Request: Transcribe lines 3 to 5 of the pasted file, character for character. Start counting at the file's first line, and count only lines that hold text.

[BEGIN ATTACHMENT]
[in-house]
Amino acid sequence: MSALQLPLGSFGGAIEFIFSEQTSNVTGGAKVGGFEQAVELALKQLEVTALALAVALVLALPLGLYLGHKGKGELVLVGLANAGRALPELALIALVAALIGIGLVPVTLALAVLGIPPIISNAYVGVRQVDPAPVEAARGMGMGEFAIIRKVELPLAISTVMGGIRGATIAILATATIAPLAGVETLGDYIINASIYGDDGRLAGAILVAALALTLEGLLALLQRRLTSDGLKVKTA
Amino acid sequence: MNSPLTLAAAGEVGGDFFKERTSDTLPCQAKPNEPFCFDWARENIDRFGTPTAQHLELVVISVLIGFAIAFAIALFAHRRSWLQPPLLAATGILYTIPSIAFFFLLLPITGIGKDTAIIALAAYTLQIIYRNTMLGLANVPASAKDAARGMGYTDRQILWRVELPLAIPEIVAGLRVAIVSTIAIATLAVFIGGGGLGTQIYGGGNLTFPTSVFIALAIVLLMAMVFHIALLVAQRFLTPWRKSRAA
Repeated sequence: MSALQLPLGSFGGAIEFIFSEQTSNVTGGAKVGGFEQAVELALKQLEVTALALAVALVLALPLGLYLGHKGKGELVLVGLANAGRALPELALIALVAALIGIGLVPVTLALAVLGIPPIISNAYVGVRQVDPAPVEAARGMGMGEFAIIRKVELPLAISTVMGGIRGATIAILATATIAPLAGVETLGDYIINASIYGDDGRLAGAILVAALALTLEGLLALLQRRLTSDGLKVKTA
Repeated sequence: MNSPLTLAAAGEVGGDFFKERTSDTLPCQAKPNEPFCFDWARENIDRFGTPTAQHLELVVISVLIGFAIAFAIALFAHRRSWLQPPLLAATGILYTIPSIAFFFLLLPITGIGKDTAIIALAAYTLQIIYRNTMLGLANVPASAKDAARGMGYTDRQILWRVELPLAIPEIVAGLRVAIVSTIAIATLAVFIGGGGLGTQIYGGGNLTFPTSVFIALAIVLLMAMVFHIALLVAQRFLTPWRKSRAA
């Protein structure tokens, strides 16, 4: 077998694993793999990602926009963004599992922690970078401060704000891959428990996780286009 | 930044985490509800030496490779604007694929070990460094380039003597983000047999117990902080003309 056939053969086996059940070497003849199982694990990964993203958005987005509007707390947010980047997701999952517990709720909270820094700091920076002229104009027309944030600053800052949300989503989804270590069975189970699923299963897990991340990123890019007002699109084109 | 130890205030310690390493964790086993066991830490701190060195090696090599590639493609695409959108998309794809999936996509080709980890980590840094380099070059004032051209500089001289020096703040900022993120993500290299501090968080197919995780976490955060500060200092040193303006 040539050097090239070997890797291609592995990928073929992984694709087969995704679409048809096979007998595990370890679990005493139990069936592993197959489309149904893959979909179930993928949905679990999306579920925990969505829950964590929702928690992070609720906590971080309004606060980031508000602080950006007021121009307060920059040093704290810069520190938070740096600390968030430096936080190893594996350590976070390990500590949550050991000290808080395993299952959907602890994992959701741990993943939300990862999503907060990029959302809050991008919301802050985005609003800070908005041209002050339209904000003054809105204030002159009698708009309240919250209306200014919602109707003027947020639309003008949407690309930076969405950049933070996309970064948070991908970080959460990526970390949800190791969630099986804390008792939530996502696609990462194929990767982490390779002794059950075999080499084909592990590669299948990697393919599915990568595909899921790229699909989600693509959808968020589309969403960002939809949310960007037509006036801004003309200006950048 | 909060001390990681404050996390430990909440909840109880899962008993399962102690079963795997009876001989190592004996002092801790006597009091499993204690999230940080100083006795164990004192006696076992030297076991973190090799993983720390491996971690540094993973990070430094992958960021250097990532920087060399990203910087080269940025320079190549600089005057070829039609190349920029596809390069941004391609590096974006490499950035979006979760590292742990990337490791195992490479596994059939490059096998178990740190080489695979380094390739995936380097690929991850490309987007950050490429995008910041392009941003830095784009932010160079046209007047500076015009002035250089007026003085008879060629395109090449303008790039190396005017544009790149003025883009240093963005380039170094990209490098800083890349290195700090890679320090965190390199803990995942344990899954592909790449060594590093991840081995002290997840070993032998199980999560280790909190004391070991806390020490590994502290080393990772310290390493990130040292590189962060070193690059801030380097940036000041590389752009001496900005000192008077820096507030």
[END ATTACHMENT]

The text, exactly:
Amino acid sequence: MNSPLTLAAAGEVGGDFFKERTSDTLPCQAKPNEPFCFDWARENIDRFGTPTAQHLELVVISVLIGFAIAFAIALFAHRRSWLQPPLLAATGILYTIPSIAFFFLLLPITGIGKDTAIIALAAYTLQIIYRNTMLGLANVPASAKDAARGMGYTDRQILWRVELPLAIPEIVAGLRVAIVSTIAIATLAVFIGGGGLGTQIYGGGNLTFPTSVFIALAIVLLMAMVFHIALLVAQRFLTPWRKSRAA
Repeated sequence: MSALQLPLGSFGGAIEFIFSEQTSNVTGGAKVGGFEQAVELALKQLEVTALALAVALVLALPLGLYLGHKGKGELVLVGLANAGRALPELALIALVAALIGIGLVPVTLALAVLGIPPIISNAYVGVRQVDPAPVEAARGMGMGEFAIIRKVELPLAISTVMGGIRGATIAILATATIAPLAGVETLGDYIINASIYGDDGRLAGAILVAALALTLEGLLALLQRRLTSDGLKVKTA
Repeated sequence: MNSPLTLAAAGEVGGDFFKERTSDTLPCQAKPNEPFCFDWARENIDRFGTPTAQHLELVVISVLIGFAIAFAIALFAHRRSWLQPPLLAATGILYTIPSIAFFFLLLPITGIGKDTAIIALAAYTLQIIYRNTMLGLANVPASAKDAARGMGYTDRQILWRVELPLAIPEIVAGLRVAIVSTIAIATLAVFIGGGGLGTQIYGGGNLTFPTSVFIALAIVLLMAMVFHIALLVAQRFLTPWRKSRAA